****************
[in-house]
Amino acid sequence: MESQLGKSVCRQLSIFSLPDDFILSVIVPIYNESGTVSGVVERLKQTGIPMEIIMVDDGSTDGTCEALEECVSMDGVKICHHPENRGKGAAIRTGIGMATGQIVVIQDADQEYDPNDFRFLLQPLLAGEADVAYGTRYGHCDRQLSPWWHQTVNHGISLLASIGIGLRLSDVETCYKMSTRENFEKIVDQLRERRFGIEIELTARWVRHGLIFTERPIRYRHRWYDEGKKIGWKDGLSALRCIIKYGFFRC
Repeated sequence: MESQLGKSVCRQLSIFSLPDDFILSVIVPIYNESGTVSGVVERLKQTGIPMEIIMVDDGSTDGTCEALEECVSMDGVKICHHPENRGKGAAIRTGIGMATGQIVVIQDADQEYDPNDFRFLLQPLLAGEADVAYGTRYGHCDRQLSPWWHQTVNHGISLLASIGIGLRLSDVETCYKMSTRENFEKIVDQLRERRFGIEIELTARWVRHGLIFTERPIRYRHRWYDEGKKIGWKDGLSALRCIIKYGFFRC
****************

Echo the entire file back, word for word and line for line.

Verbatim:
[in-house]
Amino acid sequence: MESQLGKSVCRQLSIFSLPDDFILSVIVPIYNESGTVSGVVERLKQTGIPMEIIMVDDGSTDGTCEALEECVSMDGVKICHHPENRGKGAAIRTGIGMATGQIVVIQDADQEYDPNDFRFLLQPLLAGEADVAYGTRYGHCDRQLSPWWHQTVNHGISLLASIGIGLRLSDVETCYKMSTRENFEKIVDQLRERRFGIEIELTARWVRHGLIFTERPIRYRHRWYDEGKKIGWKDGLSALRCIIKYGFFRC
Repeated sequence: MESQLGKSVCRQLSIFSLPDDFILSVIVPIYNESGTVSGVVERLKQTGIPMEIIMVDDGSTDGTCEALEECVSMDGVKICHHPENRGKGAAIRTGIGMATGQIVVIQDADQEYDPNDFRFLLQPLLAGEADVAYGTRYGHCDRQLSPWWHQTVNHGISLLASIGIGLRLSDVETCYKMSTRENFEKIVDQLRERRFGIEIELTARWVRHGLIFTERPIRYRHRWYDEGKKIGWKDGLSALRCIIKYGFFRC